Bluefin Tuna
A chef cuts a bluefin tuna at a sushi restaurant in Tokyo January 5, 2012. The 269-kilogram (593 lbs) tuna caught off the coast of northern Japan, was sold at a record of 56.49 million yen ($736,234) in the country's first fish auction of the year. REUTERS/Kim Kyung-Hoon

Sometime in the next few days, a Bluefin Tuna is expected to be sold for a lot of money in Japan -- with consequences for the rest of its dwindling family in the Pacific, conservationists say.

The first Tsukiji Market tuna auction of the year generally falls within the first week of January, and restauranteurs are generally willing to pay a huge premium for the first fish -- and reap the press bonanza that follows. Last year, Tokyo-based sushi chain Kiyomura K.K. paid 155.4 million yen ($1.76 million) for the first Bluefin of 2013. The fish weighed about 489 pounds and was caught off the northeastern coast of Japan.

But the Bluefin’s celebrity status has led to the decimation of is population. The most recent stock assessment from the International Scientific Committee for Tuna and Tuna-like Species in the North Pacific Ocean, or ISC, shows that the Pacific Bluefin population stands at about 4 percent of its unfished size.

“Not only was there this 96 percent decline, but [the ISC also found that] declines have been steady for about 15 years,” says Amanda Nickson, the director of the global tuna conservation unit at The Pew Charitable Trusts. “They also found that the catch is primarily composed of juveniles. They’re being fished before they can contribute to the population.”

Fishermen and scientists alike say the Tsukiji auction is a performance that distorts the actual picture of the Bluefin Tuna market worldwide. While that first Bluefin of 2013 sold for about $3,600 a pound, the average price that U.S. fishermen received for Bluefin Tuna in 2011 was only a little more than $10 a pound, according to a report from the National Marine Fisheries Service [PDF].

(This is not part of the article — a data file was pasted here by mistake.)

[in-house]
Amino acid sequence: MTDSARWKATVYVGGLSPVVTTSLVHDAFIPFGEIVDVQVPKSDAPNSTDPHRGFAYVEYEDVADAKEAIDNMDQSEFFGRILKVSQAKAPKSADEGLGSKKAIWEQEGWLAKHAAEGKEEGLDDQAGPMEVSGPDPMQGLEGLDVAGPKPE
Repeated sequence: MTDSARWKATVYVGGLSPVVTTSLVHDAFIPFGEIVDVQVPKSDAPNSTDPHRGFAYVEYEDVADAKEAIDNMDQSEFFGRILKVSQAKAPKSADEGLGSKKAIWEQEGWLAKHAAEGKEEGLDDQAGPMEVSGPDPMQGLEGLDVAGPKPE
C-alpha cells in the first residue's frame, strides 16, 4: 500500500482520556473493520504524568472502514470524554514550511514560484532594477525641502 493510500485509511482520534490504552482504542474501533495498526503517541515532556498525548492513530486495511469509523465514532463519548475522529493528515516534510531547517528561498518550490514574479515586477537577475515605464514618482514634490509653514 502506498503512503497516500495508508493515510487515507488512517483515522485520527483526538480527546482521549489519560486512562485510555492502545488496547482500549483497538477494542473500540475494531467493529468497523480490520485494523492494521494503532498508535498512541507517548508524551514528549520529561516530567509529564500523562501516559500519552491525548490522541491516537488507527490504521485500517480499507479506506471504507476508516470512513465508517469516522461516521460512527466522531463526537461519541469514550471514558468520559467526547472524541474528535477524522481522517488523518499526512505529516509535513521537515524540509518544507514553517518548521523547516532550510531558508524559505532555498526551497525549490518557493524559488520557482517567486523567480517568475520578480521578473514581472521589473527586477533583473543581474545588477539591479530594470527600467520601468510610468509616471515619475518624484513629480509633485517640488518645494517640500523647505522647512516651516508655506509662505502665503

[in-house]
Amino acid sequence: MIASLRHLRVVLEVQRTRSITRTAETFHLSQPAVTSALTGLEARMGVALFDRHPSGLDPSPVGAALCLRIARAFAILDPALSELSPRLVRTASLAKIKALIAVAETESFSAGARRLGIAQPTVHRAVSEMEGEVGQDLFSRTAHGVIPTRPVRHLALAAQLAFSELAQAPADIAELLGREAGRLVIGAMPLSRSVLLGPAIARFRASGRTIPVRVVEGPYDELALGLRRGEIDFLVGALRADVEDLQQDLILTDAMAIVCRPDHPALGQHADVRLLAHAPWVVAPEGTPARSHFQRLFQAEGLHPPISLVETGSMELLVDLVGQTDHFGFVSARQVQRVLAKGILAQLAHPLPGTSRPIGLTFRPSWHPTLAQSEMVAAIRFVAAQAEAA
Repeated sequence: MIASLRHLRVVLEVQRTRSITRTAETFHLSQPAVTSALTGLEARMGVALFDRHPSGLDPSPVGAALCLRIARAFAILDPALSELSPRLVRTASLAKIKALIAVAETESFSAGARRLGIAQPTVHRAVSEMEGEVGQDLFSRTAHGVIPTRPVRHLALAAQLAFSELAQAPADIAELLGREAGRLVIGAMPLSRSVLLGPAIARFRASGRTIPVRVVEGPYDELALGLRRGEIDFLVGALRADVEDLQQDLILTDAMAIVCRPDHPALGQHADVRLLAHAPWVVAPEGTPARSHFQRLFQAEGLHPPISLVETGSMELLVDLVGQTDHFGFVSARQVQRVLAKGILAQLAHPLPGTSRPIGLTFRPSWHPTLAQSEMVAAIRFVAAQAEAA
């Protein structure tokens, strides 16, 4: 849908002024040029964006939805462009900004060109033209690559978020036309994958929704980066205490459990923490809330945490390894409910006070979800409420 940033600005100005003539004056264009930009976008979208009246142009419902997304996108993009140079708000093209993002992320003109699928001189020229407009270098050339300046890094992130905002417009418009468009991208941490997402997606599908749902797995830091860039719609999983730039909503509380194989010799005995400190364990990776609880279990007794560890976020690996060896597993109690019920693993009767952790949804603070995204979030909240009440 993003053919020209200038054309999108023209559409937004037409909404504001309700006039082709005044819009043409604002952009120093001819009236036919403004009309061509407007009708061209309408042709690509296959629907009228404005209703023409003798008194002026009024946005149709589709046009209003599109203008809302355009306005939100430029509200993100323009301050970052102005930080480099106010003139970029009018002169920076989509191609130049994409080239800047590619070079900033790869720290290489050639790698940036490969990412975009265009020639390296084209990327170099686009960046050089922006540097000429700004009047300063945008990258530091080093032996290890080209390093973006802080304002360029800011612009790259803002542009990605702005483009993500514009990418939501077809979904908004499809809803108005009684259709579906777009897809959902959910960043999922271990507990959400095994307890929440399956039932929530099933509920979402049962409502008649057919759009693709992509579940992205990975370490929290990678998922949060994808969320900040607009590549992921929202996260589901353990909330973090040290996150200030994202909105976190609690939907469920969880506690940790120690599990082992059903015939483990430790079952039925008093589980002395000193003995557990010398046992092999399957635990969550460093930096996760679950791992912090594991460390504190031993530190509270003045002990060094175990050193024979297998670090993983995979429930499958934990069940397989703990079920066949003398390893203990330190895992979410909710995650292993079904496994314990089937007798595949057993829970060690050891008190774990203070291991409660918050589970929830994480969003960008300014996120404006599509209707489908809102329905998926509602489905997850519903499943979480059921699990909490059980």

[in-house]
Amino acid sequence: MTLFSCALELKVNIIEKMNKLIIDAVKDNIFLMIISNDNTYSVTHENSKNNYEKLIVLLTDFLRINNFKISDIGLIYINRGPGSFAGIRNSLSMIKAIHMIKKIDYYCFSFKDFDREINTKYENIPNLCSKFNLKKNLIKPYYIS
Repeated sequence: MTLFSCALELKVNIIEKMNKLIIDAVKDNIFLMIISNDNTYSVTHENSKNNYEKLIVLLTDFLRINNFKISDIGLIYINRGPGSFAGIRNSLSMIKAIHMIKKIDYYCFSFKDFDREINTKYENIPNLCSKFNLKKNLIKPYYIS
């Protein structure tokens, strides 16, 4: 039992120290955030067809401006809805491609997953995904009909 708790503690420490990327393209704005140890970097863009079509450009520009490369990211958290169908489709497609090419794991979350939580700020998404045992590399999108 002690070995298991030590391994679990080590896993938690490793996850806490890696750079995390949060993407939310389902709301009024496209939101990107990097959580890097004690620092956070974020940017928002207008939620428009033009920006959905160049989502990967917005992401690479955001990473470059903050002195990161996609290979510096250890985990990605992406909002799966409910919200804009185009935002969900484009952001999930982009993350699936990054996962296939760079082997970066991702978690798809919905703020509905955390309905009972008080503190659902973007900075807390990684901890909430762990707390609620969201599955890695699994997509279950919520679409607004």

“The notion that the price paid for this particular fish has any affect at all on the price of Bluefin harvested in the U.S. or anywhere else in the world is ludicrous,” New York-based fisherman David Schalit said in a comment on a New York Times blog post in 2013. “US scallop fishermen are regularly paid more for their catch.”

Duke University-trained marine biologist Andrew David Thaler called the auction a “performance” designed to drive up demand for Bluefin in a post on the blog Southern Fried Science.

“By making Bluefin Tuna seem desirable through an artificially inflated value — a value that is then repeated around the world as the going-price of tuna — we not only increase consumer demand for those tuna but increase the pressure on fish stocks, as fishers willing to chase a million-dollar fish will be less deterred by regulation and more willing to accept the toothless penalties for violating quotas as simply the cost of doing business,” Thaler wrote.

Nickson and colleagues at Pew have called on the Western and Central Pacific Fisheries Commission, or WCPFC, to initiate a long-term Bluefin rebuilding plan this year. Ideally, the plan would include catch limits that would restore the Pacific Bluefin population to 25 percent of its original size by 2024, and minimum size limits on catch.

But in the short-term, the outlook looks grim: in September, the WCPFC set juvenile catch limits at a level that will actually increase the amount that countries can catch over last year, according to Nickson.

“In our view, very strong management actions need to be put in place,” Nickson says. “If there’s not an end to Pacific Bluefin fishing, what’s needed is to have a scientifically-informed catch limit.”